Moreton Corbet Castle

Shropshire, England

City/Town/Village: Moreton Corbet
District: Shropshire
County: Shropshire
Latitude/Longitude: 52.8056, -2.65163

Owner

English Heritage

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The ruins of the medieval castle and Tudor manor house of the Corbets are dominated by the theatrical shell of an ambitious Elizabethan mansion wing in Italianate style, which was devastated during the Civil War. Fine Corbet monuments fill the adjacent church. Information panels illustrate the 500-year history of the castle.
Admission
Adults: Free
Children: Free
Concessions: Free
EH Member Cost: Free

Information from English Heritage website

Moreton Corbet Castle is a Listed Building. Here's what the official description says about it:

SJ 5623-5723 MORETON CORBET C.P. MORETON CORBET

18/68 Moreton Corbet Castle
28.10.60 [formerly listed
as Moreton Corbet
(Ruins of Hall and
Castle) (Ministry
of Works)]

GV I

Castle, now ruined. Circa 1200 and C14, altered and enlarged in the
mid- and late C16 (dated 1576 and 1578) for Sir Andrew Corbet (d.1579)
and Robert Corbet (d. 1583). Red and yellow/grey sandstone; dressed
stone and ashlar. Roughly-triangular plan. Keep of c.1200 to south-
west, C14 gatehouse to north altered in late C16, C12 east range altered
in the 1560's, and L-shaped south range dated 1578. Keep: square plan.
3 storeys. Chamfered plinth, and set-back pilaster buttresses, returning
to square at top and bottom (cf.Wattlesborough Castle. Alberbury with cardeston C.P. -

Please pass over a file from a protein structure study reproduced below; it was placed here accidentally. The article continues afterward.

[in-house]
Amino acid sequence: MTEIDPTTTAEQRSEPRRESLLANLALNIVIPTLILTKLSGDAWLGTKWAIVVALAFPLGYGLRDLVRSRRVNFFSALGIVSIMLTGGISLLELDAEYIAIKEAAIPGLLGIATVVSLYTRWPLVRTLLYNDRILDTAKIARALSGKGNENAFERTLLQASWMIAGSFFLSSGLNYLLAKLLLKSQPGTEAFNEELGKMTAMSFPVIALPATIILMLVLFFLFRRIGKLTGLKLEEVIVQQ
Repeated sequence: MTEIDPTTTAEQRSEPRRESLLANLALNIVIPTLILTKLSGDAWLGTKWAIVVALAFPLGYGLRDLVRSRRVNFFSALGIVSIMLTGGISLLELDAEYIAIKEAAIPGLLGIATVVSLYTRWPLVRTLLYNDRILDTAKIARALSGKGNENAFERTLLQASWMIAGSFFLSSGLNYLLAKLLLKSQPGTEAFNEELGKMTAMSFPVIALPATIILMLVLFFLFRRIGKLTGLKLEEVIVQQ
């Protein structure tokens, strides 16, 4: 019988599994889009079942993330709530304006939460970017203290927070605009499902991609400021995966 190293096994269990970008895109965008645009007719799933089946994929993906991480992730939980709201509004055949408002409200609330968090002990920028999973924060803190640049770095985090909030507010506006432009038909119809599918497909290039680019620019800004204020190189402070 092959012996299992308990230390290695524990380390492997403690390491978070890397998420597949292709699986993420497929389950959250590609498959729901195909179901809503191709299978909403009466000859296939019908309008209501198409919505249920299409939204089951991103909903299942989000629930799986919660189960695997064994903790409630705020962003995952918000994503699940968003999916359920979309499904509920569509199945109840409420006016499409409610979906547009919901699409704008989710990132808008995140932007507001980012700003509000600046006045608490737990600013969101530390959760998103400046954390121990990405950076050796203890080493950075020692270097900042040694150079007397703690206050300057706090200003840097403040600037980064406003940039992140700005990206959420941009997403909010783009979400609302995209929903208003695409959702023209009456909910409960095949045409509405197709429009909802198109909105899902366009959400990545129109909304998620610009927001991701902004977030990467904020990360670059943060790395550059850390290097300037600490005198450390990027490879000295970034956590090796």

not included on this list). Large first-floor fireplace with remains
of hood and octagonal shafts with stiff-leaf capitals. Curtain wall:
section of wall between keep and gatehouse with chamfered plinth and
bastions at intervals. Gatehouse: 2 storeys. Chamfered plinth. Central
continuously chamfered archway with remains of C16 first-floor window
above. First-floor chamfered rectangular side windows. Carved elephant
and castle and datestone: "S A C/1579" above entrance. East range:
inserted C16 windows, and fireplaces internally. South range: L-plan.
2 storeys and attic. 1:3:1:3:1 bays. Moulded plinth. Applied orders,
Doric to ground floor and Ionic to first floor, with carved pedestals
(beasts at corners) and full entablatures (Doric with carved devices).
Parapet with shell lunettes and obelisks with figures (now mostly gone).
3-light stone mullioned and transomed windows. Projecting bays with
5-light mullioned and transomed windows and shaped gables with triangular-
pedimented 3-light windows. Small doorways in second and seventh bays
with doorcases consisting of small caryatids with Ionic capitals supporting
entablatures with uncarved medallions. 2-bay left-hand return front.
Rear wing largely demolished. Interior of southern range: various fireplaces.
One in room to left of centre with moulded surround, cornice and chamfered-
rustication to right. Brick-lined walls. The architect of the southern
range is not known but it might have been Robert Corbet who travelled
throughout Europe in the course of his diplomatic missions and is known
to have visited Italy, France and the Low Countries. The range was
unfinished at the time of Robert Corbet's death in 1583. It was set
on fire by the Parliamentarian force during the Civil War but a drawing
records the date 1667 on one of the stacks which suggests that building
work continued afterwards. John H. Haycock prepared designs for the
rebuilding of the house in 1796 but they remained unexecuted. County
Ancient Monument No. 137. B.O.E., pp.204-5; Colvin, pp.407-8, The Archeological
Journal, Vol. CXIII, p.221 and Vol. 138, pp.44-46 Ed. Francis Leach,
The County Seats of Shropshire, Shrewsbury (1891) pp.74-9; Mrs Frances
Stackhouse Acton, The Castles and Old Mansions of Shropshire (1868),
PP.36-7.


Listing NGR: SJ5612523131

Information from British Listed Buildings


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